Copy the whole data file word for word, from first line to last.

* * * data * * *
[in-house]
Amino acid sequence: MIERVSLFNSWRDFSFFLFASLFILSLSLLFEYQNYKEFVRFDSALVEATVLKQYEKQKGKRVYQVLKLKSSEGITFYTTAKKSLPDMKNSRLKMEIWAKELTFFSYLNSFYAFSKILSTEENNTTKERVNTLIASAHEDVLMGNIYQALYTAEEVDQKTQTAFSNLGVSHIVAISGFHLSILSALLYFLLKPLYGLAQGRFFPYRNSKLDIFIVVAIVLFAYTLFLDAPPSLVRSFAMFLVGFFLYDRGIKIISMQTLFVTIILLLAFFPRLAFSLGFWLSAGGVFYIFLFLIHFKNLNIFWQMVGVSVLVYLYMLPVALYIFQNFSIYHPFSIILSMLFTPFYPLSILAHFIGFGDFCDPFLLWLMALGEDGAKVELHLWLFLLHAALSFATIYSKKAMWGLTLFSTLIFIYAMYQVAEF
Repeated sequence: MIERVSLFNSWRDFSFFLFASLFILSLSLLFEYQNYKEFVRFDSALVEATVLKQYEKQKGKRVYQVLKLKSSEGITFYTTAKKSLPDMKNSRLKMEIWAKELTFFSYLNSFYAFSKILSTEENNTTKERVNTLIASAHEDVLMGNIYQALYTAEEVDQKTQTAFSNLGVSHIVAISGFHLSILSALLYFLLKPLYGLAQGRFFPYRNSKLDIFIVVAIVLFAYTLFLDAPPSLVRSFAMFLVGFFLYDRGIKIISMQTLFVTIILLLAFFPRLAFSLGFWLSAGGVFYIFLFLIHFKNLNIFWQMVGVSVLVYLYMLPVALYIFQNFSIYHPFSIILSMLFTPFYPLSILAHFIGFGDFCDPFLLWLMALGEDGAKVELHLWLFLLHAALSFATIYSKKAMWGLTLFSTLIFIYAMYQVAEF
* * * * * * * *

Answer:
[in-house]
Amino acid sequence: MIERVSLFNSWRDFSFFLFASLFILSLSLLFEYQNYKEFVRFDSALVEATVLKQYEKQKGKRVYQVLKLKSSEGITFYTTAKKSLPDMKNSRLKMEIWAKELTFFSYLNSFYAFSKILSTEENNTTKERVNTLIASAHEDVLMGNIYQALYTAEEVDQKTQTAFSNLGVSHIVAISGFHLSILSALLYFLLKPLYGLAQGRFFPYRNSKLDIFIVVAIVLFAYTLFLDAPPSLVRSFAMFLVGFFLYDRGIKIISMQTLFVTIILLLAFFPRLAFSLGFWLSAGGVFYIFLFLIHFKNLNIFWQMVGVSVLVYLYMLPVALYIFQNFSIYHPFSIILSMLFTPFYPLSILAHFIGFGDFCDPFLLWLMALGEDGAKVELHLWLFLLHAALSFATIYSKKAMWGLTLFSTLIFIYAMYQVAEF
Repeated sequence: MIERVSLFNSWRDFSFFLFASLFILSLSLLFEYQNYKEFVRFDSALVEATVLKQYEKQKGKRVYQVLKLKSSEGITFYTTAKKSLPDMKNSRLKMEIWAKELTFFSYLNSFYAFSKILSTEENNTTKERVNTLIASAHEDVLMGNIYQALYTAEEVDQKTQTAFSNLGVSHIVAISGFHLSILSALLYFLLKPLYGLAQGRFFPYRNSKLDIFIVVAIVLFAYTLFLDAPPSLVRSFAMFLVGFFLYDRGIKIISMQTLFVTIILLLAFFPRLAFSLGFWLSAGGVFYIFLFLIHFKNLNIFWQMVGVSVLVYLYMLPVALYIFQNFSIYHPFSIILSMLFTPFYPLSILAHFIGFGDFCDPFLLWLMALGEDGAKVELHLWLFLLHAALSFATIYSKKAMWGLTLFSTLIFIYAMYQVAEF